Srinagar: Jammu and Kashmir is home to an impressive flora and fauna, thanks to diverse habitats, a wide altitudinal gradient and climatic variations.
According to official data, J&K and Ladakh have 112 species of mammals. They include 34 globally threatened species with one critically endangered species, 6 endangered, 12 vulnerable and 8 near threatened. Each of these species has an important role to play in sustaining life in the region’s ecosystem. Therefore, it is necessary to take care of them and to cohabit peacefully.
To achieve this goal, World Animal Day is celebrated every year on October 4 to raise awareness of the plight of animals and work to protect them. First organized in 1925, the day aims to draw attention to animal welfare issues around the world. The goal is to improve the lives of all animals, wild and domestic, through recognition and awareness.
On World Animal Day 2021, here’s a look at four endangered and vulnerable animals in Jammu and Kashmir that you should see before they go extinct.
The Kashmiri Red Deer or Hangul: (Cervus hangul hanglu), is listed as Critically Endangered in the International Union for Conservation of Nature (IUCN) list. At the beginning of the 20th century, it existed in the thousands and lived in groups of 2 to 18 in the dense riverine forests of the high valleys and mountains of Kashmir and Himachal Pradesh. Over the years, their habitat has been destroyed and they are now one of the critically endangered species.
Currently, the only viable population of Hangul is confined to Dachigam National Park, with some relict Hangul populations also present in the adjacent areas of Brein / Nishat and Shikargah Conservation Reserves and Wildlife Sanctuary of Overa-Aru. Poaching, habitat fragmentation and degradation and pressure from livestock, disease transmission by livestock and other anthropogenic pressures are the cause of its continued decline.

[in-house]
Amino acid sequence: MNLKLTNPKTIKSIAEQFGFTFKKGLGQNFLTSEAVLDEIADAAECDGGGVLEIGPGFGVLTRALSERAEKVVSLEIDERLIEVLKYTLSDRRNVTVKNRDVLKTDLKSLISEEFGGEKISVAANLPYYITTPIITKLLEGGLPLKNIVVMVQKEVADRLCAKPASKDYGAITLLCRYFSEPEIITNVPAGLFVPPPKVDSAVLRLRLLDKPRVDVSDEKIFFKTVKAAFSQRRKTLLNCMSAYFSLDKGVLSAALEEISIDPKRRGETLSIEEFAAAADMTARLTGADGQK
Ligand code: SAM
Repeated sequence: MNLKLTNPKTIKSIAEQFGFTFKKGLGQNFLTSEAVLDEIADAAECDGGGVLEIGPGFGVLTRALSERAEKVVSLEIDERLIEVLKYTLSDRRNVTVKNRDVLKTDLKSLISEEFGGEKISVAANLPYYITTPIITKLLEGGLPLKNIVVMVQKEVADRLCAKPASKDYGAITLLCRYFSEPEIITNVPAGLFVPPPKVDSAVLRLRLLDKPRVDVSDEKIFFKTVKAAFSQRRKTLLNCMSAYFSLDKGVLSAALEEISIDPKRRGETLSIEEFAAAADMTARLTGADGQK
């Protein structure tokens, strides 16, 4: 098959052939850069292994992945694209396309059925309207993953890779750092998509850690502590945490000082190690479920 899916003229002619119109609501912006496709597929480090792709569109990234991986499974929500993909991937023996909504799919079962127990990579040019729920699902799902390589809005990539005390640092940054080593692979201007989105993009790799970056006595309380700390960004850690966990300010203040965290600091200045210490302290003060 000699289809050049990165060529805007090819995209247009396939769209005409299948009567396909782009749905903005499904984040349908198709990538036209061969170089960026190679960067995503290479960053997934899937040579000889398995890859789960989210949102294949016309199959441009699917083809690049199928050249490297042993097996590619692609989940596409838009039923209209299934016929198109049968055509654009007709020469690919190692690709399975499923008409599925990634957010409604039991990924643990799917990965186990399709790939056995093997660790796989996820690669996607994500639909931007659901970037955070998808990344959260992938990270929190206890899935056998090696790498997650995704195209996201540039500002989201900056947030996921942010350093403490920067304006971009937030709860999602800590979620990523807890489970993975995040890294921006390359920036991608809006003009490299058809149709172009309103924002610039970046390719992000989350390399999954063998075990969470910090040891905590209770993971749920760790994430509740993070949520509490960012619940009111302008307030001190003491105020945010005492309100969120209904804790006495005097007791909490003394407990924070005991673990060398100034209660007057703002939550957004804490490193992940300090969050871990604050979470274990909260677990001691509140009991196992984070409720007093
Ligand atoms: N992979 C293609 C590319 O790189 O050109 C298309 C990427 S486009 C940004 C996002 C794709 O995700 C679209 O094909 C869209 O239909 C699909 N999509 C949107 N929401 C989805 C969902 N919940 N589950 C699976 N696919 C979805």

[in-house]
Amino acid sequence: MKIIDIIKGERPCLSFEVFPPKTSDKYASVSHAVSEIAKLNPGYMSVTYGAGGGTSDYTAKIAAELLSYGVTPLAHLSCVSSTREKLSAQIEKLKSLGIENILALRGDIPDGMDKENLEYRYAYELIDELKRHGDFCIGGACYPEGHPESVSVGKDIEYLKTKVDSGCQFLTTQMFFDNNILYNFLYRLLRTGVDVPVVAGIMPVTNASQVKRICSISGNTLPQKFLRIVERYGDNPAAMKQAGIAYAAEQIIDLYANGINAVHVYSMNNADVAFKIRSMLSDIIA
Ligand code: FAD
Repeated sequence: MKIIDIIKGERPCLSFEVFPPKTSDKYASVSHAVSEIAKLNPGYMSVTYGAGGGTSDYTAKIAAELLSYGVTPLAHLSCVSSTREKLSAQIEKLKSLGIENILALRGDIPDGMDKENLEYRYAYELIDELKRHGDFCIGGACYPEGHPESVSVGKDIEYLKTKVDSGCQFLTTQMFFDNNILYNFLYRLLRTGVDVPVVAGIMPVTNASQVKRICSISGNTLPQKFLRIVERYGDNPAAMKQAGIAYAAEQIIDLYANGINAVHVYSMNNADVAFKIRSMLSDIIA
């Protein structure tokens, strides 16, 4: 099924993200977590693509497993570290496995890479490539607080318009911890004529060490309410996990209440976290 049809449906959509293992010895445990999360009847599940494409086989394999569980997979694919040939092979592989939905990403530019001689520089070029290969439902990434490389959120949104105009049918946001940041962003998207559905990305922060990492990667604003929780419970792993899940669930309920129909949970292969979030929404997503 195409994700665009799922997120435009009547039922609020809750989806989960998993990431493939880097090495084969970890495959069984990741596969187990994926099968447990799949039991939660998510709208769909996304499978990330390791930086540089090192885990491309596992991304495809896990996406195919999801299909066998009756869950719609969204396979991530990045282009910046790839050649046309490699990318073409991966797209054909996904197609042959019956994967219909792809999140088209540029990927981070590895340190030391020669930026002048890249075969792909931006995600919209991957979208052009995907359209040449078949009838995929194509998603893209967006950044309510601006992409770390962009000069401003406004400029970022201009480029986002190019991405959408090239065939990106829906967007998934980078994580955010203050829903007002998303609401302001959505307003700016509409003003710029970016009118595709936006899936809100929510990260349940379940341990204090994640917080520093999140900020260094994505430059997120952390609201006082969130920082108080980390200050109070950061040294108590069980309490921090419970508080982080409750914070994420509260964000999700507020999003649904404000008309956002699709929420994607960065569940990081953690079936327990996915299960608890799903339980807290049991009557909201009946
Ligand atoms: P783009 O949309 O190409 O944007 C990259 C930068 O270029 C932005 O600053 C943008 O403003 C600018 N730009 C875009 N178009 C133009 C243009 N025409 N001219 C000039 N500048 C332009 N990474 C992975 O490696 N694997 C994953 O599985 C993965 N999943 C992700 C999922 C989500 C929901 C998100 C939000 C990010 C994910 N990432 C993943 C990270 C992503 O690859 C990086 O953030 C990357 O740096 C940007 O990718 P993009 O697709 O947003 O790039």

KAshmir Musk Deer: It is a primitive ruminant resembling a deer belonging to the Moschidae family. The deer inhabit the forest and alpine scrub habitats of the mountains of Asia. It is endemic to the Kashmir region of Jammu and Kashmir and is endangered.
It occurs along the northern bank of the Jhelum River, and the current status and distribution of the species in the mountains of Kashmir is poorly understood. Poaching, habitat degradation, cattle grazing and human pressure are the main threats to its survival.
Cashmere Markhor: Markhor (Capra falconeri): Largest wild goat in the world – was in the near threatened category on the IUCN Red List when the species’ most recent assessment was made in 2014. The Markhor is officially protected under the Jammu and Kashmir Wildlife Protection Act.
But it remains highly threatened due to poorly planned development projects, overgrazing by domestic animals, laying of power lines, poaching and fragmentation of its habitat due to fences along the border. between India and Pakistan. This fragmentation has led to inbreeding on both sides.
Snow leopard: Usually endemic to Ladakh, the snow leopard (Panthera uncia) has been classified as vulnerable on the International Union for the Conservation of Nature (IUCN) red list due to its large-scale poaching. The animal was also listed in Schedule I of the Indian Wildlife (Protection) Act 1972.
It is a key species and an indicator of a healthy high mountain ecosystem. The snow leopard is the supreme predator of the Himalayan ecosystem. It is found in 12 countries including India, and its global population ranges from 3,921 to 6,290 individuals. Jammu and Kashmir, with a potential habitat of 77,800 km2, is the largest continuous snow leopard habitat in India, occupying 60% of its national range.